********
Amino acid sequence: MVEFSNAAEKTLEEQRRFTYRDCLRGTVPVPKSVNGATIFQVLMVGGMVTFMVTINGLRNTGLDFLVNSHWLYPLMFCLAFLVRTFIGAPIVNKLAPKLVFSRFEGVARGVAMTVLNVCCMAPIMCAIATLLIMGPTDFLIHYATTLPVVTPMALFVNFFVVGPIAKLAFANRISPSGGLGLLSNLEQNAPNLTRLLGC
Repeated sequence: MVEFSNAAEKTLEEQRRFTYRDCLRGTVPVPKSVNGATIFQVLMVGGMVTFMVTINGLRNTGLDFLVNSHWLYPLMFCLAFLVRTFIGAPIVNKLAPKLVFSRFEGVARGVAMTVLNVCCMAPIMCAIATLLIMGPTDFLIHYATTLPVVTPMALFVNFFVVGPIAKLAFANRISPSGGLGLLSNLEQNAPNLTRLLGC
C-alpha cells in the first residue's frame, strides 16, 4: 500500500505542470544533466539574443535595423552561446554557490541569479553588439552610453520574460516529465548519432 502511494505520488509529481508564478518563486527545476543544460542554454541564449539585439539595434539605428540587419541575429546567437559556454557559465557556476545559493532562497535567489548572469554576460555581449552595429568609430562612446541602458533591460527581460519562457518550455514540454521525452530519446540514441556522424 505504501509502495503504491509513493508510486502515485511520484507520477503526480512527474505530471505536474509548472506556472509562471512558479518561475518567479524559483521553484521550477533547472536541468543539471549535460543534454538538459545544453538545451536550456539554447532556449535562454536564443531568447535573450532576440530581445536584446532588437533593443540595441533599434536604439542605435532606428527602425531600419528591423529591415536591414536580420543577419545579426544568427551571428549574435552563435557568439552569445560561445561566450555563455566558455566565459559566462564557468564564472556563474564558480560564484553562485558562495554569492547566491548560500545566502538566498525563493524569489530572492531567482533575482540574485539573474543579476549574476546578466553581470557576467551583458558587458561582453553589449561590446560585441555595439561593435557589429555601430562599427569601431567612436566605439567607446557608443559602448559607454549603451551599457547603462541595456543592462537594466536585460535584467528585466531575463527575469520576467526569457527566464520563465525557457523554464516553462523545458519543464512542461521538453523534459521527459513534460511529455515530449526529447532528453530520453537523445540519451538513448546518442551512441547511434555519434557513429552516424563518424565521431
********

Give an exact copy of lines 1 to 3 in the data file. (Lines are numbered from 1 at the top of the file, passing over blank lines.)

Amino acid sequence: MVEFSNAAEKTLEEQRRFTYRDCLRGTVPVPKSVNGATIFQVLMVGGMVTFMVTINGLRNTGLDFLVNSHWLYPLMFCLAFLVRTFIGAPIVNKLAPKLVFSRFEGVARGVAMTVLNVCCMAPIMCAIATLLIMGPTDFLIHYATTLPVVTPMALFVNFFVVGPIAKLAFANRISPSGGLGLLSNLEQNAPNLTRLLGC
Repeated sequence: MVEFSNAAEKTLEEQRRFTYRDCLRGTVPVPKSVNGATIFQVLMVGGMVTFMVTINGLRNTGLDFLVNSHWLYPLMFCLAFLVRTFIGAPIVNKLAPKLVFSRFEGVARGVAMTVLNVCCMAPIMCAIATLLIMGPTDFLIHYATTLPVVTPMALFVNFFVVGPIAKLAFANRISPSGGLGLLSNLEQNAPNLTRLLGC
C-alpha cells in the first residue's frame, strides 16, 4: 500500500505542470544533466539574443535595423552561446554557490541569479553588439552610453520574460516529465548519432 502511494505520488509529481508564478518563486527545476543544460542554454541564449539585439539595434539605428540587419541575429546567437559556454557559465557556476545559493532562497535567489548572469554576460555581449552595429568609430562612446541602458533591460527581460519562457518550455514540454521525452530519446540514441556522424 505504501509502495503504491509513493508510486502515485511520484507520477503526480512527474505530471505536474509548472506556472509562471512558479518561475518567479524559483521553484521550477533547472536541468543539471549535460543534454538538459545544453538545451536550456539554447532556449535562454536564443531568447535573450532576440530581445536584446532588437533593443540595441533599434536604439542605435532606428527602425531600419528591423529591415536591414536580420543577419545579426544568427551571428549574435552563435557568439552569445560561445561566450555563455566558455566565459559566462564557468564564472556563474564558480560564484553562485558562495554569492547566491548560500545566502538566498525563493524569489530572492531567482533575482540574485539573474543579476549574476546578466553581470557576467551583458558587458561582453553589449561590446560585441555595439561593435557589429555601430562599427569601431567612436566605439567607446557608443559602448559607454549603451551599457547603462541595456543592462537594466536585460535584467528585466531575463527575469520576467526569457527566464520563465525557457523554464516553462523545458519543464512542461521538453523534459521527459513534460511529455515530449526529447532528453530520453537523445540519451538513448546518442551512441547511434555519434557513429552516424563518424565521431